Effects of running, static stretching and practice jumps on explosive force production and jumping performance

Save this PDF as:
 WORD  PNG  TXT  JPG

Size: px
Start display at page:

Download "Effects of running, static stretching and practice jumps on explosive force production and jumping performance"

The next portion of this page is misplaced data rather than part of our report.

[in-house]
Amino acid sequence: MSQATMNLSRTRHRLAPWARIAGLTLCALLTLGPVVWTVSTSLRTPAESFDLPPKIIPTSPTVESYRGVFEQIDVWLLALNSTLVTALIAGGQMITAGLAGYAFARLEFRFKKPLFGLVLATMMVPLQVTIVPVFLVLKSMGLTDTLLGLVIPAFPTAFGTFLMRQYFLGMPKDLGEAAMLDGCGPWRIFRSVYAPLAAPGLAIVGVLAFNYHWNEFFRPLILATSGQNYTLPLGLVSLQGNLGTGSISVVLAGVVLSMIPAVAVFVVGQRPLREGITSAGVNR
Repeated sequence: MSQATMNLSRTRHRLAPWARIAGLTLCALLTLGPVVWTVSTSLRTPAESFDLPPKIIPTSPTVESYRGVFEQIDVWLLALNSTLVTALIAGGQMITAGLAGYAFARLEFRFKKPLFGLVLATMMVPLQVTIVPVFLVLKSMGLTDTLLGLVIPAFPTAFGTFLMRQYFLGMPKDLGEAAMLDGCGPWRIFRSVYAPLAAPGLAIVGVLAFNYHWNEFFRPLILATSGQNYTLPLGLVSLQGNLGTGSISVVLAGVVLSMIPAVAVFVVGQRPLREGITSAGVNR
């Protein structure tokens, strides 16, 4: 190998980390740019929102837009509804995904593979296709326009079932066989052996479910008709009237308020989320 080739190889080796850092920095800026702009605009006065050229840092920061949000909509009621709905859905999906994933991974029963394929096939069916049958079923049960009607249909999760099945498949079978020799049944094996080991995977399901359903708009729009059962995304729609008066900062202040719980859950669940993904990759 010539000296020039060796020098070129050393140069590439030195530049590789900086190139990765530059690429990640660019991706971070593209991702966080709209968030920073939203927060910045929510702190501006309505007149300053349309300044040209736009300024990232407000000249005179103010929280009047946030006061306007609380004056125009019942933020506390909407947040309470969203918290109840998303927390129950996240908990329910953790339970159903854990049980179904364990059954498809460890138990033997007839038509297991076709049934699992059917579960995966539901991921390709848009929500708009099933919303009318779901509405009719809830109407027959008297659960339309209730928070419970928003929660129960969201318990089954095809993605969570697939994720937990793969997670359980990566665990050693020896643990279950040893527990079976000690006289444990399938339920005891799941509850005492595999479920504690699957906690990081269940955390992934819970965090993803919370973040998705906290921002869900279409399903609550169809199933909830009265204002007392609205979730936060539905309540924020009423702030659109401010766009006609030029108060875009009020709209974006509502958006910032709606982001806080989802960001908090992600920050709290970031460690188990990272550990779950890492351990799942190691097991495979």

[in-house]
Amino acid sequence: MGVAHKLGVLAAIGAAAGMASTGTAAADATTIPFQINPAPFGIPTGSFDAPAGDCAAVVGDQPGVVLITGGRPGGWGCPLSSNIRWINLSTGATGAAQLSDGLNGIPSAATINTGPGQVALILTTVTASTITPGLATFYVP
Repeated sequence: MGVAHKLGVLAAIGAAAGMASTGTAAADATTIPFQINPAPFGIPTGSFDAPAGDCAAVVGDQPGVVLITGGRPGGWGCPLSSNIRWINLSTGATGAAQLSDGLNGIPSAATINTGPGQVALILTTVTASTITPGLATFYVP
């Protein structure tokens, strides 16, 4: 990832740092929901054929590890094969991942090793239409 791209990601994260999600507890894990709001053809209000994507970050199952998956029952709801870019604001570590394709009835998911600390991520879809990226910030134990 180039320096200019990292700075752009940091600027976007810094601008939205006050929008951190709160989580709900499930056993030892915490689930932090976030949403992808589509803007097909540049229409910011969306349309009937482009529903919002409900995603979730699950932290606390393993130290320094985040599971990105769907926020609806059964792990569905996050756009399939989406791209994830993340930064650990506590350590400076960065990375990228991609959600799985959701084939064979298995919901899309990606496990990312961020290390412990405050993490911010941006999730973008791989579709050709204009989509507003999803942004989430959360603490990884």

Transcription